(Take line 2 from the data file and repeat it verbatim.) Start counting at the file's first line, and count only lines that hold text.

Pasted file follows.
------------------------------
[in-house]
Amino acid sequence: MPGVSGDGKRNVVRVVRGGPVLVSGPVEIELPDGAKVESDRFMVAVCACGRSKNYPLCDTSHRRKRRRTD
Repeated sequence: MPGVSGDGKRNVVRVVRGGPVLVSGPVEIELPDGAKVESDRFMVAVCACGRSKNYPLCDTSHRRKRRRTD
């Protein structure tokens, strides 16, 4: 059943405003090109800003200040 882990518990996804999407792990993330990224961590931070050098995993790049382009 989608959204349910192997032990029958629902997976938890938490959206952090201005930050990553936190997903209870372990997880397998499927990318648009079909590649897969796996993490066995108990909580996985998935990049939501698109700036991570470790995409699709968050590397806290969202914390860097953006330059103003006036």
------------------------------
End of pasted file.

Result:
Amino acid sequence: MPGVSGDGKRNVVRVVRGGPVLVSGPVEIELPDGAKVESDRFMVAVCACGRSKNYPLCDTSHRRKRRRTD